EPA urged to improve Great Lakes water
Published on FortWayne.com on August 28, 2005
DETROIT – The U.S. Environmental Protection agency must
work harder to ensure stringent water quality standards
are fully implemented across the Great Lakes region, according
to a report released Friday.
The U.S. Government Accountability Office, Congress’
investigative arm, said while some progress has been made
in reducing Great Lakes pollution, more needs to be done
to enforce the standards set forth in the Great Lakes
The initiative, a set of water quality criteria issued
by the EPA, is designed to control toxic materials and
protect wildlife and human health. The eight Great Lakes
states – Illinois, Indiana, Michigan, Minnesota, New York,
Ohio, Pennsylvania and Wisconsin – are responsible for
implementing the criteria.
The GAO report found the initiative’s potential to improve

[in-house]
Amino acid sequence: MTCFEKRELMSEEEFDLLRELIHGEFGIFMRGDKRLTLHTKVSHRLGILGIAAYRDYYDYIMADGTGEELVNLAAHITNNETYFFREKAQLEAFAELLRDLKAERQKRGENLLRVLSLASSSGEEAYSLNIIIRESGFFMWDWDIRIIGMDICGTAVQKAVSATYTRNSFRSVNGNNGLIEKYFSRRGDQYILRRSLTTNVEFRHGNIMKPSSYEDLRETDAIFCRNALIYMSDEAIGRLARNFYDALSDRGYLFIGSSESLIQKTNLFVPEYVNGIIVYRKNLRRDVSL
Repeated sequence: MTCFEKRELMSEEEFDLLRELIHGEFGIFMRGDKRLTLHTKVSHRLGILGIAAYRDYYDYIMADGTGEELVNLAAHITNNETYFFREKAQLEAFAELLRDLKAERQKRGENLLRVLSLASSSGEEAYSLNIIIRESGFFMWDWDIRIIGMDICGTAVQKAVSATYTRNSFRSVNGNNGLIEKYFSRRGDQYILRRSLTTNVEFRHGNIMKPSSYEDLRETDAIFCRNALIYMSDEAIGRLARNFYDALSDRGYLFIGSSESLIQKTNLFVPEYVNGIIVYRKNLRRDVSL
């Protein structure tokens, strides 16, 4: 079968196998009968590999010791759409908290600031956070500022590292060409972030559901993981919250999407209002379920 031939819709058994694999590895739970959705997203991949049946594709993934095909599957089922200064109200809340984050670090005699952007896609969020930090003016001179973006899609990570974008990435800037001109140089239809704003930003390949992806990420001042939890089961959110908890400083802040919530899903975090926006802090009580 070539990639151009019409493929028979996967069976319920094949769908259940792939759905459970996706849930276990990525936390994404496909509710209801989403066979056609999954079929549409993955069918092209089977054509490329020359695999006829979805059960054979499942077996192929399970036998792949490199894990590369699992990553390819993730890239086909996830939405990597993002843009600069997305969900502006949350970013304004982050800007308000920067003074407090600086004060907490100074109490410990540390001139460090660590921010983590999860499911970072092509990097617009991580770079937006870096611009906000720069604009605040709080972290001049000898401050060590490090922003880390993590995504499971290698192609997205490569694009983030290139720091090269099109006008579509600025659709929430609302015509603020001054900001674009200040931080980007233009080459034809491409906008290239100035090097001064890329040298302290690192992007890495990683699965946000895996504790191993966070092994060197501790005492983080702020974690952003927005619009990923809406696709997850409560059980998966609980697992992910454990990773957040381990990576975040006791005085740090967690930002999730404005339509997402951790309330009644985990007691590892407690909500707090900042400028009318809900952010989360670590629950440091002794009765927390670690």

Great Lakes water quality is limited because it focuses
on point sources of pollution created by industry, which
are regulated, rather than non-point sources such as urban
and agricultural runoff.
The initiative also is limited because it allows the
use of flexible implementation procedures, which lets
facilities discharge pollutants at levels higher than
those set by the initiative’s water quality standards,
the GAO said.
The EPA said it generally agreed with the report’s findings
but argued that the GAO had overlooked a number of the
initiative’s benefits, such as its establishment of an
accurate way to determine point source limits for toxins.
Recommendations in the report included urging the EPA
to issue a set of standards for mercury, which accumulates
in fish and is a known cause of birth defects. In the
absence of federal criteria, the Great Lakes states have
implemented varying standards for mercury, the GAO said.
The EPA said in response it considers the individual
state standards for mercury to be similar to the standards
it drafted as part of the initiative. The EPA argued that
a mercury strategy would not improve consistency among
the states. The agency said it instead would work with
the states to help them reduce mercury pollution.
The GAO also said the EPA should develop and maintain
a Great Lakes Initiative Clearinghouse, a shared database
of criteria and information that would be used by the
states in developing water quality standards. The EPA
said it is creating the clearinghouse.